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BRINAF 400MG PROLONGED-RELEASE TABLETS

Active substance(s): NEVIRAPINE ANHYDROUS / NEVIRAPINE ANHYDROUS

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Brinaf 400 mg
prolonged-release
tablets
Nevirapine

PHARMA CODE

Package leaflet: Information for the user

Brinaf 400 mg prolonged-release tablets
Nevirapine
Read all of this leaflet carefully before you start taking this medicine because it contains important information for you.
- Keep this leaflet. You may need to read it again.
- If you have any further questions, ask your doctor or pharmacist.
- This medicine has been prescribed for you only. Do not pass it on to others. It may harm them, even if their signs of illness are the same as yours.
- If you get any side effects, talk to your doctor or pharmacist. This includes any possible side effects not listed in this leaflet. See section 4.
What is in this leaflet
1.What Brinaf is and what it is used for
2. What you need to know before you take Brinaf
3. How to take Brinaf
4. Possible side effects
5. How to store Brinaf
6. Contents of the pack and other information
1. What Brinaf is and what it is used for
Brinaf belongs to a group of medicines called antiretrovirals, used in the treatment of Human
Immunodeficiency Virus (HIV-1) infection.
The active substance of your medicine is called nevirapine. Nevirapine belongs to a class of anti-HIV
medicines called non-nucleoside reverse transcriptase inhibitors (NNRTIs). Reverse transcriptase is an enzyme
that HIV needs in order to multiply. Nevirapine stops reverse transcriptase from working. By stopping reverse
transcriptase from working, Brinaf helps control HIV-1 infection.
Nevirapine is indicated for the treatment of HIV-1 infected adults, adolescents and children three years and
above and able to swallow tablets. You must take nevirapine together with other antiretroviral medicines. Your
doctor will recommend the best medicines for you.
Brinaf prolonged-release tablets should only be used after a two-week treatment with another type of
nevirapine medicine (immediate-release tablets or suspension), unless you are currently on these medicines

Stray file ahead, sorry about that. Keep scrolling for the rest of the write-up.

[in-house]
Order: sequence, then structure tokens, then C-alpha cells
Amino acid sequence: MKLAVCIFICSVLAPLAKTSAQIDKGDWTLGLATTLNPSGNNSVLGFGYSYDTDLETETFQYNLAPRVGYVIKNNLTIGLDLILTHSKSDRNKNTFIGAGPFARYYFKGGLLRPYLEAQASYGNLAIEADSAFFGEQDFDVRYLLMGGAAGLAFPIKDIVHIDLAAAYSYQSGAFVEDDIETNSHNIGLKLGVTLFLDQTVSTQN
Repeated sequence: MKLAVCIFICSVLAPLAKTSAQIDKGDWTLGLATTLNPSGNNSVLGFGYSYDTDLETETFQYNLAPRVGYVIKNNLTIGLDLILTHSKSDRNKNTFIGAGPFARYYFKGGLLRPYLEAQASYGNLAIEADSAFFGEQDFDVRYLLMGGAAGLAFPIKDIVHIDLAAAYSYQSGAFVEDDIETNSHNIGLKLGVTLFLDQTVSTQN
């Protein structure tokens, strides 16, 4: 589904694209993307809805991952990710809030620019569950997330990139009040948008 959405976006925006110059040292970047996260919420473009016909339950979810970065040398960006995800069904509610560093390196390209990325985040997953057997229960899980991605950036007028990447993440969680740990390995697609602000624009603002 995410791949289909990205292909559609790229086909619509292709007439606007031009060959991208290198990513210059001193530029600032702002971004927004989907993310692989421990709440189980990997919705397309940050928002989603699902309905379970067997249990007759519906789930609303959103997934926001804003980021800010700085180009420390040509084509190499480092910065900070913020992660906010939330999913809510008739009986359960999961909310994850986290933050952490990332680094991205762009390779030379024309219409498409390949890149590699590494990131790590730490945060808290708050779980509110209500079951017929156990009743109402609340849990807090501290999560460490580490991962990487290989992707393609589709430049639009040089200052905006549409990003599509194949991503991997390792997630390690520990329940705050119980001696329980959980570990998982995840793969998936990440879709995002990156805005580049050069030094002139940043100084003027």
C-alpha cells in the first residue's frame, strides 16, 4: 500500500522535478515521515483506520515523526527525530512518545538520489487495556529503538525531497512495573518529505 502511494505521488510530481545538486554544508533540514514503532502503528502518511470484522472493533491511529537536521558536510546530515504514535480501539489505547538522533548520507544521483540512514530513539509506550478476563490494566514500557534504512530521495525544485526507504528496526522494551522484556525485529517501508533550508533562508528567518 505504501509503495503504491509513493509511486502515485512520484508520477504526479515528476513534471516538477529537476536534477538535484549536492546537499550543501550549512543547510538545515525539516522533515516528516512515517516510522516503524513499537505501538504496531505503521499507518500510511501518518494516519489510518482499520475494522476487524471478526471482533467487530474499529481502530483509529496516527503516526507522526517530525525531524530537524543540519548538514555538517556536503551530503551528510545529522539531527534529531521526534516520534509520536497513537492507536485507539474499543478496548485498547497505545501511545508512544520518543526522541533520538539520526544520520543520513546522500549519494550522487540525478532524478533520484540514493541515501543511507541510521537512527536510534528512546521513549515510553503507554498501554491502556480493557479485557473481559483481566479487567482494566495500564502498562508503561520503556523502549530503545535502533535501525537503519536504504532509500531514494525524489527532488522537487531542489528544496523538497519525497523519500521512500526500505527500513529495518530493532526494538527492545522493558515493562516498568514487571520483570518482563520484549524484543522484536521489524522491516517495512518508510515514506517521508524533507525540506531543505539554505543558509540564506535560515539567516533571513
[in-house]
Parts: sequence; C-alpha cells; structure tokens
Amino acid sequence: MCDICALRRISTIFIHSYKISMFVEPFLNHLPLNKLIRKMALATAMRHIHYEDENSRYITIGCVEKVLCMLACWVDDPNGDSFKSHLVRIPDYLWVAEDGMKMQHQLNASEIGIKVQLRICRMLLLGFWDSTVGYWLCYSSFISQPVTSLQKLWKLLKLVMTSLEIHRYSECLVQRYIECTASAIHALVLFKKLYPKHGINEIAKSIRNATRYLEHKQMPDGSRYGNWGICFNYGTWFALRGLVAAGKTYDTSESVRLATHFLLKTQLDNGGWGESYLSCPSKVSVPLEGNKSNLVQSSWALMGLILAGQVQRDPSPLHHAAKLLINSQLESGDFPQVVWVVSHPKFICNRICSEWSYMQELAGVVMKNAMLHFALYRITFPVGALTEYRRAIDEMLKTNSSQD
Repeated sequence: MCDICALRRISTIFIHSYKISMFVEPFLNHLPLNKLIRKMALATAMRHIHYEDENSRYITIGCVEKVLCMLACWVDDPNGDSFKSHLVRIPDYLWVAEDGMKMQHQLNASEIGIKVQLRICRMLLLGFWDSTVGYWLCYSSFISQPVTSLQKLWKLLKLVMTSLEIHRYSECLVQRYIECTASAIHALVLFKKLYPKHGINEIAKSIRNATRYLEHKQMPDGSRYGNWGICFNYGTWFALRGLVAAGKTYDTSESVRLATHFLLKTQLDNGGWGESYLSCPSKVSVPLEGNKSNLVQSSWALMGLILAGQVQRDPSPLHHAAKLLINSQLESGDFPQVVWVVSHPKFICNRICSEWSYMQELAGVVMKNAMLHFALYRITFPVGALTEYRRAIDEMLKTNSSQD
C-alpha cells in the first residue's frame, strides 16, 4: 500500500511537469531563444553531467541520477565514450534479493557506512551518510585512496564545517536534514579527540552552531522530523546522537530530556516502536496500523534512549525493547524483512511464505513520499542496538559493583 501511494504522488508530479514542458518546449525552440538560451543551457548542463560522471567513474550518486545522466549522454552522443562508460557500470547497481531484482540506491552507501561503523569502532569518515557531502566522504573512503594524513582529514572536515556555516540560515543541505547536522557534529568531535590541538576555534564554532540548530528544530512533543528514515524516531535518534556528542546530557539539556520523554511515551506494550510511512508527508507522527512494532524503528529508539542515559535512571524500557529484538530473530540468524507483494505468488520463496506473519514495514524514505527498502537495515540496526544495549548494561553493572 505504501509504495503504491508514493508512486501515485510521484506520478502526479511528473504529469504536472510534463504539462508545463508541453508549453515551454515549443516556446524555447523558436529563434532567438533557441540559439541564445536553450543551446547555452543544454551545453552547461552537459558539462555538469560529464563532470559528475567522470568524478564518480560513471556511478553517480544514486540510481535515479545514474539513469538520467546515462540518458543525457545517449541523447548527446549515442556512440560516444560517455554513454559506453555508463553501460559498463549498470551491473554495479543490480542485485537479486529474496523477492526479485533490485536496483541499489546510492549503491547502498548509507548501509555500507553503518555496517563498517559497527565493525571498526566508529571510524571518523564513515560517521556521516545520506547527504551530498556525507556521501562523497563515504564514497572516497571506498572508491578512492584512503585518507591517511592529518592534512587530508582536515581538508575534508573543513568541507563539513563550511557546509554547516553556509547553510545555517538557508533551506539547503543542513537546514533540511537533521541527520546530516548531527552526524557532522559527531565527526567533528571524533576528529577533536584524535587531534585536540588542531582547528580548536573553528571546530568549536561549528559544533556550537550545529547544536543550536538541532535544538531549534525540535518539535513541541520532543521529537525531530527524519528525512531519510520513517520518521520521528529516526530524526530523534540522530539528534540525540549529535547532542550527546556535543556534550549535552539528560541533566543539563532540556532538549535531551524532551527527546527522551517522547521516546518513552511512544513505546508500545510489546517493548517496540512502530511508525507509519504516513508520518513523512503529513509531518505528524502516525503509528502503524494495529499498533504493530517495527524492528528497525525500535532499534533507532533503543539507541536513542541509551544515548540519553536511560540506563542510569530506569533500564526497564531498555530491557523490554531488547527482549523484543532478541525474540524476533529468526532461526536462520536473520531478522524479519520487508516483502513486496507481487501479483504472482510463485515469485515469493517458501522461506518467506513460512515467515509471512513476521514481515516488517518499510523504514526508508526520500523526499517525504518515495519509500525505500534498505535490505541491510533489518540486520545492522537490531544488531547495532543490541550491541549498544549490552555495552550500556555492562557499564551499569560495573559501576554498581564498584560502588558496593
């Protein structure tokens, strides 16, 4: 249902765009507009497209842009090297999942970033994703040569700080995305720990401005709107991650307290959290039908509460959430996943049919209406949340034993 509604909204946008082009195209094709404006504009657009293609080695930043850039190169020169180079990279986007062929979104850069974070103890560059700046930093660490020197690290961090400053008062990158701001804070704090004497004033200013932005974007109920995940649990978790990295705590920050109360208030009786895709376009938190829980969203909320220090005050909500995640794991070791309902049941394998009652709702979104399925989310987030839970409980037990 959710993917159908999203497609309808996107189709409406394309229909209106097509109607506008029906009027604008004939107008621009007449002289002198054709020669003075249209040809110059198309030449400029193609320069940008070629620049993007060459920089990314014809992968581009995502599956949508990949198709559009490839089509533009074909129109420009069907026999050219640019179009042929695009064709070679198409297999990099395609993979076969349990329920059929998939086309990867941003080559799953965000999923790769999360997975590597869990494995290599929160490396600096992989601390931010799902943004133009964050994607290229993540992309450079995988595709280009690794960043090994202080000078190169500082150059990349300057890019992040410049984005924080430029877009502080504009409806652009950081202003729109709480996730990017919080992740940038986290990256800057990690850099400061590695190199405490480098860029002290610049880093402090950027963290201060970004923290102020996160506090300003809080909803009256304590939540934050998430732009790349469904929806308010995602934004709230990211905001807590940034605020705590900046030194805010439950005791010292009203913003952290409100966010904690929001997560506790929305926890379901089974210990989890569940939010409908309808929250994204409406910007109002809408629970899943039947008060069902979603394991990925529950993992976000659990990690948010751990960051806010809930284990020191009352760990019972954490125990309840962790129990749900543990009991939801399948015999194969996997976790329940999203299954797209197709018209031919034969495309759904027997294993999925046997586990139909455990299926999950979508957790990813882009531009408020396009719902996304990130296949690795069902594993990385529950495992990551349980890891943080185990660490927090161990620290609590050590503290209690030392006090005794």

and are switching to the prolonged-release form.
2. What you need to know before you take Brinaf
Do not take Brinaf
- if you are allergic to nevirapine or any of the other ingredients of this medicine (listed in section 6 “What
Brinaf contains”).
- if you have taken nevirapine before and had to stop the treatment because you suffered from:
- severe skin rash
- skin rash with other symptoms for example:
- fever
- blistering
- mouth sores
- inflammation of the eye
- swelling of the face
- general swelling
- shortness of breath
- muscle or joint pain
- general feelings of illness
- abdominal pain
- hypersensitivity (allergic) reactions
- inflammation of the liver (hepatitis)
- if you have severe liver disease
- if you have had to stop nevirapine treatment in the past because of changes in your liver function
- if you are taking a medicine containing the herbal substance St. John's Wort (Hypericum perforatum). This
herbal substance may stop Brinaf from working properly.

notice any symptoms of infection, please inform your doctor immediately.
In addition to the opportunistic infections, autoimmune disorders (a condition that occurs when the immune
system attacks healthy body tissue) may also occur after you start taking medicines for the treatment of your
HIV infection. Autoimmune disorders may occur many months after the start of treatment. If you notice any
symptoms of infection or other symptoms such as muscle weakness, weakness beginning in the hands and feet
and moving up towards the trunk of the body, palpitations, tremor or hyperactivity, please inform your doctor
immediately to seek necessary treatment.
Changes of body fat may occur in patients receiving combination antiretroviral therapy. Contact your doctor if
you notice changes in body fat (see section 4 “Possible side effects”).